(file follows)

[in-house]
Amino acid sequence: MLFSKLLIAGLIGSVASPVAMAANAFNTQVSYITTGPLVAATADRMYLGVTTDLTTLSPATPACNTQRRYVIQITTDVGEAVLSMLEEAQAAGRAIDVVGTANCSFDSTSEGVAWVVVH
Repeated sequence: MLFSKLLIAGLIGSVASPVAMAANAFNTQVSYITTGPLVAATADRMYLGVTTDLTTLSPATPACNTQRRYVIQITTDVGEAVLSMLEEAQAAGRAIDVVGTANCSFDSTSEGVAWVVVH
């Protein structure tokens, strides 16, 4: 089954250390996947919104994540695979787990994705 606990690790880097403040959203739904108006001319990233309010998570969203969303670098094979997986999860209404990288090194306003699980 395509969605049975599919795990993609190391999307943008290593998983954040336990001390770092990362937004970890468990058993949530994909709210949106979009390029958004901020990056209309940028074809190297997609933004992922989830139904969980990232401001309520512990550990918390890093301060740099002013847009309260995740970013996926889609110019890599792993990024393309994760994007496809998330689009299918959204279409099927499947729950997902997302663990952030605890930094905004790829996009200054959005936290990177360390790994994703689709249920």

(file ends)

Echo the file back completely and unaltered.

[in-house]
Amino acid sequence: MLFSKLLIAGLIGSVASPVAMAANAFNTQVSYITTGPLVAATADRMYLGVTTDLTTLSPATPACNTQRRYVIQITTDVGEAVLSMLEEAQAAGRAIDVVGTANCSFDSTSEGVAWVVVH
Repeated sequence: MLFSKLLIAGLIGSVASPVAMAANAFNTQVSYITTGPLVAATADRMYLGVTTDLTTLSPATPACNTQRRYVIQITTDVGEAVLSMLEEAQAAGRAIDVVGTANCSFDSTSEGVAWVVVH
């Protein structure tokens, strides 16, 4: 089954250390996947919104994540695979787990994705 606990690790880097403040959203739904108006001319990233309010998570969203969303670098094979997986999860209404990288090194306003699980 395509969605049975599919795990993609190391999307943008290593998983954040336990001390770092990362937004970890468990058993949530994909709210949106979009390029958004901020990056209309940028074809190297997609933004992922989830139904969980990232401001309520512990550990918390890093301060740099002013847009309260995740970013996926889609110019890599792993990024393309994760994007496809998330689009299918959204279409099927499947729950997902997302663990952030605890930094905004790829996009200054959005936290990177360390790994994703689709249920």